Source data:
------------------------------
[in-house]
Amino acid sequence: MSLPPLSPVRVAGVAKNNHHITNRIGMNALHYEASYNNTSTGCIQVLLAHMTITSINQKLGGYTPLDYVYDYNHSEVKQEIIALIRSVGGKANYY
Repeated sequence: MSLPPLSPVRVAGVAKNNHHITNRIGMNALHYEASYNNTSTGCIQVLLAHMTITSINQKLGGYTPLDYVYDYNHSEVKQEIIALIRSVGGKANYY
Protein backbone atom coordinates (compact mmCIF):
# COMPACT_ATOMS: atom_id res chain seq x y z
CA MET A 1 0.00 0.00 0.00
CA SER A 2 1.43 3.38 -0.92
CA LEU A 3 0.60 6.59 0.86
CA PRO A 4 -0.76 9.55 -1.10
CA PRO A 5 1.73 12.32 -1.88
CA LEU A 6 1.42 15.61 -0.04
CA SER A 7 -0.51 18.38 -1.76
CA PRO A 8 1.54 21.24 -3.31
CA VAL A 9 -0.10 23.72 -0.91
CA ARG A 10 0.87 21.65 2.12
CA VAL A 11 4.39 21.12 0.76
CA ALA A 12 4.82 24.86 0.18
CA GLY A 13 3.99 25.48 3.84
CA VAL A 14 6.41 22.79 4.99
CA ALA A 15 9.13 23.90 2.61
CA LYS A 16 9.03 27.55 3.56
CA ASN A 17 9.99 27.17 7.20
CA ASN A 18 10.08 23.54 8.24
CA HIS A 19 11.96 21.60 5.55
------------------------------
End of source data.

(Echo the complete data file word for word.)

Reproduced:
[in-house]
Amino acid sequence: MSLPPLSPVRVAGVAKNNHHITNRIGMNALHYEASYNNTSTGCIQVLLAHMTITSINQKLGGYTPLDYVYDYNHSEVKQEIIALIRSVGGKANYY
Repeated sequence: MSLPPLSPVRVAGVAKNNHHITNRIGMNALHYEASYNNTSTGCIQVLLAHMTITSINQKLGGYTPLDYVYDYNHSEVKQEIIALIRSVGGKANYY
Protein backbone atom coordinates (compact mmCIF):
# COMPACT_ATOMS: atom_id res chain seq x y z
CA MET A 1 0.00 0.00 0.00
CA SER A 2 1.43 3.38 -0.92
CA LEU A 3 0.60 6.59 0.86
CA PRO A 4 -0.76 9.55 -1.10
CA PRO A 5 1.73 12.32 -1.88
CA LEU A 6 1.42 15.61 -0.04
CA SER A 7 -0.51 18.38 -1.76
CA PRO A 8 1.54 21.24 -3.31
CA VAL A 9 -0.10 23.72 -0.91
CA ARG A 10 0.87 21.65 2.12
CA VAL A 11 4.39 21.12 0.76
CA ALA A 12 4.82 24.86 0.18
CA GLY A 13 3.99 25.48 3.84
CA VAL A 14 6.41 22.79 4.99
CA ALA A 15 9.13 23.90 2.61
CA LYS A 16 9.03 27.55 3.56
CA ASN A 17 9.99 27.17 7.20
CA ASN A 18 10.08 23.54 8.24
CA HIS A 19 11.96 21.60 5.55